Employee engagement is important to ensuring the success of any retirement program. But how do you encourage employees to plan and save?
To start, it’s important to understand how employees make decisions. Lincoln Financial Group’s, Participant Engagement Study, found four decision-making styles based on 1) the time participants need in order to make a decision in the plan; 2) whether and how participants involve a financial professional; and 3) what participants say influences their decision.
The advice-seeker – a proactive individual who makes use of available resources, works with a financial professional, saves outside of the retirement plan, and is the most optimistic and confident.
The fact-finder – an individual influenced by the facts and numbers, prefers model portfolios, seeks opinions through research rather than personal advice, and feels both optimistic and anxious.
The decision-avoider – despite consulting a wide-variety of sources, this person fears losing money, takes a lot of time making decisions, and is anxious, overwhelmed and scared about the future.
The instinct-follower – an independent individual who doesn’t consult or rely on outside information or opinion, yet feels optimistic and confident about the future.
When you understand how employees make decisions, you can create an engagement strategy that motivates employees to take action.
Create an engagement strategy for all employee segments. Your strategy must appeal to all decision-making styles, it may be a good idea to consider special strategies for disengaged participants, instinct-followers, and decision-avoiders in particular. These groups represent the greatest area of opportunity.
Employees who are disengaged may be more easily motivated by taking one simple step, such as checking their account balances or meeting the employer’s match. For those who have difficulty making decision or those who rely on their own instincts, invite them to speak with a financial professional. And for engaged fact-finders, provide them with the resources to conduct their own research, such as the plan provider’s website and newsletters.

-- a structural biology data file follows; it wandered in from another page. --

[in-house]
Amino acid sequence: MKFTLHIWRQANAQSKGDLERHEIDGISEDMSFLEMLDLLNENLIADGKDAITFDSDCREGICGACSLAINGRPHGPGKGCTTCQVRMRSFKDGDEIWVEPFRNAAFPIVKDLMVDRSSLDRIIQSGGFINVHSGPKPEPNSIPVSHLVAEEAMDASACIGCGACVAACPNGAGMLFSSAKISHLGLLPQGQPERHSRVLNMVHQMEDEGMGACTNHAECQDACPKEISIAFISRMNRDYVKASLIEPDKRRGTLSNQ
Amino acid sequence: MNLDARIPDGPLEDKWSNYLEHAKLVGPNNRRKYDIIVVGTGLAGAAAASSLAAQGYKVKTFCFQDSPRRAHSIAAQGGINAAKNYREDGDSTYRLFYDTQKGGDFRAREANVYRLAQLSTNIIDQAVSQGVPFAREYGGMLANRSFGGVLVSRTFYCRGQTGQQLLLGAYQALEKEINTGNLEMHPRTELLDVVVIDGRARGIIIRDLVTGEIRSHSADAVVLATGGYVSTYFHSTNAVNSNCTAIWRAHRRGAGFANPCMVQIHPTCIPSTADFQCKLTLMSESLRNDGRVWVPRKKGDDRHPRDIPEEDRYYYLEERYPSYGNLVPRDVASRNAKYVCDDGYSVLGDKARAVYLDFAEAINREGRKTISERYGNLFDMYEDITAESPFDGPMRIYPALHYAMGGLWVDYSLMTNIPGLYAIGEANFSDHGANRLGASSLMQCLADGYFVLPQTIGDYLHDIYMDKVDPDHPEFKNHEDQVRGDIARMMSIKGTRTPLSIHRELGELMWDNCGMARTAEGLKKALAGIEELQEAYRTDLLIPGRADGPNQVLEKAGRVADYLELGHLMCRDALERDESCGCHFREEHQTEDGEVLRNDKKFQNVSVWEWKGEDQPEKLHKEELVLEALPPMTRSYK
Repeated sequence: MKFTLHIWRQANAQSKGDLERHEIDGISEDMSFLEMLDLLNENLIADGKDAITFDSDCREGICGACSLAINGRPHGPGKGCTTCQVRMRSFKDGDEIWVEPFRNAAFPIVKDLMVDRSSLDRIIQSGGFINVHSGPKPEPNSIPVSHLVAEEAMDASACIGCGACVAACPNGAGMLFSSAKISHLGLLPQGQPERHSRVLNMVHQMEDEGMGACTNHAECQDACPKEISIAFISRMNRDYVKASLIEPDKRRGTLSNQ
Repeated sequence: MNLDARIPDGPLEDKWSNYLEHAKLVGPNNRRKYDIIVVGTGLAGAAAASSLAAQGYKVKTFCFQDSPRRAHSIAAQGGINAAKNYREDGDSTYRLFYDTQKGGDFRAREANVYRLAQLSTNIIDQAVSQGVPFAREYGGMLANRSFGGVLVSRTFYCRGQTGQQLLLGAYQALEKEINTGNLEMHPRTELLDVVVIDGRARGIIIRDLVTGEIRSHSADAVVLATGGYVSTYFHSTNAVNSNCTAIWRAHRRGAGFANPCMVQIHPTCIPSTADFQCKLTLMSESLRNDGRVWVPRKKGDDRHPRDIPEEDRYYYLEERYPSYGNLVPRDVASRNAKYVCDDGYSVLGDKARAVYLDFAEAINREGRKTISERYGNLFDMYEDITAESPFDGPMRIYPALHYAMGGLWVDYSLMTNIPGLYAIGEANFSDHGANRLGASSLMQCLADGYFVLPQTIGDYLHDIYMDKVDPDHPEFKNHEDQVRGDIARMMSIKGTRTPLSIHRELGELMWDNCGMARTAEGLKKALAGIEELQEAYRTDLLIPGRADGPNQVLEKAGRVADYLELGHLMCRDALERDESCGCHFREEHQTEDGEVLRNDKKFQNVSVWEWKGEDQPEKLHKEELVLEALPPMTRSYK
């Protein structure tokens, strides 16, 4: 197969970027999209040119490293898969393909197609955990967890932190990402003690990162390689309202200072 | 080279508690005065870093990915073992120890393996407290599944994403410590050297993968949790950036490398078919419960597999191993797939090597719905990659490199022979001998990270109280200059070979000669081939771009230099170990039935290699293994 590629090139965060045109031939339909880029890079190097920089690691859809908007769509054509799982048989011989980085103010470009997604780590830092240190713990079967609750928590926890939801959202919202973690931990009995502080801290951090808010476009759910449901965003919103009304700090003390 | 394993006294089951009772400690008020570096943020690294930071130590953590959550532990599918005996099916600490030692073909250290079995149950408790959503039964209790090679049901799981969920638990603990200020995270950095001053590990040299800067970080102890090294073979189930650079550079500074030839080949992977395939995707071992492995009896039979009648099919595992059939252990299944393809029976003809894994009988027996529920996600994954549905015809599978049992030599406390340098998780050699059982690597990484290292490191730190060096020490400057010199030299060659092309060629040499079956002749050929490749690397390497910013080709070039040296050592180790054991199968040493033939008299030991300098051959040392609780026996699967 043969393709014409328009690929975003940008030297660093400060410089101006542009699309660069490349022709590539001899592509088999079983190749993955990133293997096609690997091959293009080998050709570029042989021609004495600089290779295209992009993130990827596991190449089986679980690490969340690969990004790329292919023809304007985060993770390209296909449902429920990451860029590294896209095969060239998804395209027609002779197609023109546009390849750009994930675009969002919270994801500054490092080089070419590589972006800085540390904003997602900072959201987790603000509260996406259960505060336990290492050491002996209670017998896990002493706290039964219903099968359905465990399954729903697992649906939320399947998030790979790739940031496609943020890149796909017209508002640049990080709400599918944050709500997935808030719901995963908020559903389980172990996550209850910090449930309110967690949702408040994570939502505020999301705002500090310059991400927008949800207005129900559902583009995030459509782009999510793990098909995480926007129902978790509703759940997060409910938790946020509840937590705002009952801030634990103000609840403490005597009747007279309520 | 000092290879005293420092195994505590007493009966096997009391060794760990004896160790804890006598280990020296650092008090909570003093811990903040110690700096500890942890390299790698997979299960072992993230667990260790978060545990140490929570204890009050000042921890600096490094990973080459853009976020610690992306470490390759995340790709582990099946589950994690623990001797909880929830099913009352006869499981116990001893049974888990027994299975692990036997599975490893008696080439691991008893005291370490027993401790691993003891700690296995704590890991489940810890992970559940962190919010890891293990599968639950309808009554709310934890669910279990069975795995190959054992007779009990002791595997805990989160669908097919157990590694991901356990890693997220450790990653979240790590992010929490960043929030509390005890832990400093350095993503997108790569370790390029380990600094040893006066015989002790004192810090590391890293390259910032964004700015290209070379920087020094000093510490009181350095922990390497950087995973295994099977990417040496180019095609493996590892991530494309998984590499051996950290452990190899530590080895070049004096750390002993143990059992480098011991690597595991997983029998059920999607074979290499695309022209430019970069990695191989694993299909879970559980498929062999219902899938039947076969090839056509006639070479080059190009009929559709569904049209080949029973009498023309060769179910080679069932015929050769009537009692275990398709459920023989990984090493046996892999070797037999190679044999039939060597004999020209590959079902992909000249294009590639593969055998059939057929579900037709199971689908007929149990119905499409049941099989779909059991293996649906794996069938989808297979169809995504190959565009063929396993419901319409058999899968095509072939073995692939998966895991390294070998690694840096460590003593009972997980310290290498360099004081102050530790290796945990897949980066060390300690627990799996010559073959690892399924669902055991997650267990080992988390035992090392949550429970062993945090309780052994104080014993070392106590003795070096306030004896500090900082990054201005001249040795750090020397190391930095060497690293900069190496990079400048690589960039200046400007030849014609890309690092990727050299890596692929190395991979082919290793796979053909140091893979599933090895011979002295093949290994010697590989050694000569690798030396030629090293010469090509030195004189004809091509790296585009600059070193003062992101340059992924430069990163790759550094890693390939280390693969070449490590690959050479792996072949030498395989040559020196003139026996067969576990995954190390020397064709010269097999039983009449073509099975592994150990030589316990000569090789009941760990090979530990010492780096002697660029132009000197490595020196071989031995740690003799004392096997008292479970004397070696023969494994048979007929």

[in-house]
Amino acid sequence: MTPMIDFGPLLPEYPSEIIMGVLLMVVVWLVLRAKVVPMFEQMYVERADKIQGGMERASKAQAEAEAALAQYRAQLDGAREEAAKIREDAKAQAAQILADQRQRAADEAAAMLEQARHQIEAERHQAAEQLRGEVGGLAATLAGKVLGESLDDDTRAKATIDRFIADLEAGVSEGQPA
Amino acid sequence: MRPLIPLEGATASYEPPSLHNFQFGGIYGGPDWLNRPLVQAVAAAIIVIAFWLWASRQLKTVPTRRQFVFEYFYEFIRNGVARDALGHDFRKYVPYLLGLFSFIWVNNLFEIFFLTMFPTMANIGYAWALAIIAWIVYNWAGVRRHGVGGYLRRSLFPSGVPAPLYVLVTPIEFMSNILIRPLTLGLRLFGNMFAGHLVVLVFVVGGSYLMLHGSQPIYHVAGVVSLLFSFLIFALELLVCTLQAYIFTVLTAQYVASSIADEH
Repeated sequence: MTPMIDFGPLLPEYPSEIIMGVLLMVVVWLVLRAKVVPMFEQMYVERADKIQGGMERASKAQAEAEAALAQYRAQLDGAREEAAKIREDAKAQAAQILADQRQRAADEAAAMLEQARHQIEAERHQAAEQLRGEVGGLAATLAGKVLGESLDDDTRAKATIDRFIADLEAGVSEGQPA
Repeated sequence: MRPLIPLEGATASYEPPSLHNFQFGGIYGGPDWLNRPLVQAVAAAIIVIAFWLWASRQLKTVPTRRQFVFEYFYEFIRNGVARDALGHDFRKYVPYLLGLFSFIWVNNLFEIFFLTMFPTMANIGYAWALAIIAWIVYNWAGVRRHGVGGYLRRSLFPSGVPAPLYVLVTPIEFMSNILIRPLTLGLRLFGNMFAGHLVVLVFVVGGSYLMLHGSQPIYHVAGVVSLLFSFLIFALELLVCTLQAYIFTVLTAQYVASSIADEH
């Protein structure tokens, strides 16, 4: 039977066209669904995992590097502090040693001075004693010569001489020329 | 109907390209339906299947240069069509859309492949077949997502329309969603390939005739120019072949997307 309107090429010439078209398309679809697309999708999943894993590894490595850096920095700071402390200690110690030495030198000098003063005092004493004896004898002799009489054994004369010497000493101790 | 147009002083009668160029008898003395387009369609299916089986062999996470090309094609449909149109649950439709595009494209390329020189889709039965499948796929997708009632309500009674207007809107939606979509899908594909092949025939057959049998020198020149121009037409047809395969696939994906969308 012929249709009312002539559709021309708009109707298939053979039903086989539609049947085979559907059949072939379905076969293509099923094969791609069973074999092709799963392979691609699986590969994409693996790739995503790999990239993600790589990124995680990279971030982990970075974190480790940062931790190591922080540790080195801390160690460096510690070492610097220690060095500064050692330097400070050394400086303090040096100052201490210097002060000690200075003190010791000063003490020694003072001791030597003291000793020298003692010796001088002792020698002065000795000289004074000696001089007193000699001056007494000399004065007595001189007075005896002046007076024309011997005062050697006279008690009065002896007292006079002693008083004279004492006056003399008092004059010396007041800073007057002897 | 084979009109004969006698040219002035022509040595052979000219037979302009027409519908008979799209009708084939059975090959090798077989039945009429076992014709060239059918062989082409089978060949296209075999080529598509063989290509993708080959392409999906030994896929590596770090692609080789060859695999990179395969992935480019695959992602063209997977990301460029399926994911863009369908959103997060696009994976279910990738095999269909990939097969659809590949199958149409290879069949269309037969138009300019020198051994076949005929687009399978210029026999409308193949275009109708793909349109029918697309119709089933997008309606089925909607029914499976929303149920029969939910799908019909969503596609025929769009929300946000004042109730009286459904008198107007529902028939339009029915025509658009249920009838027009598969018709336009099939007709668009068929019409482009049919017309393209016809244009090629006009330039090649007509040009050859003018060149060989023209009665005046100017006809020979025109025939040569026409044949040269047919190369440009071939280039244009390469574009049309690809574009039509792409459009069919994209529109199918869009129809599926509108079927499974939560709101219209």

Optimize plan design to accommodate everyone. Enrolling in the plan, deciding how much to save, and selecting investments are difficult decisions and can be real barriers. To overcome these barriers, consider automatic features, such as auto enroll and auto escalate, as well as streamlined investment solutions (e.g., target-date funds, managed accounts, and automatic retirement income options).
Offer in-person guidance and personalization. Some participants want to be able to interact with a person who is qualified and knowledgeable about retirement planning. A personal approach can help participants address the most personal and influential factors of retirement planning.
Deliver outcomes-focused communication to motivate action. Most employees want to know about what simple actions they may want to take today and what outcome might be expected at retirement, as opposed to the mechanics of how investment or asset classes work.
Employees have mixed emotions about retirement, which affects how individuals engage with their retirement plans and how they make retirement-related decisions. Employers, in partnership with their retirement plan service provider, should use what they know about their particular employee population to develop a strategy that reaches out and engages all their employees.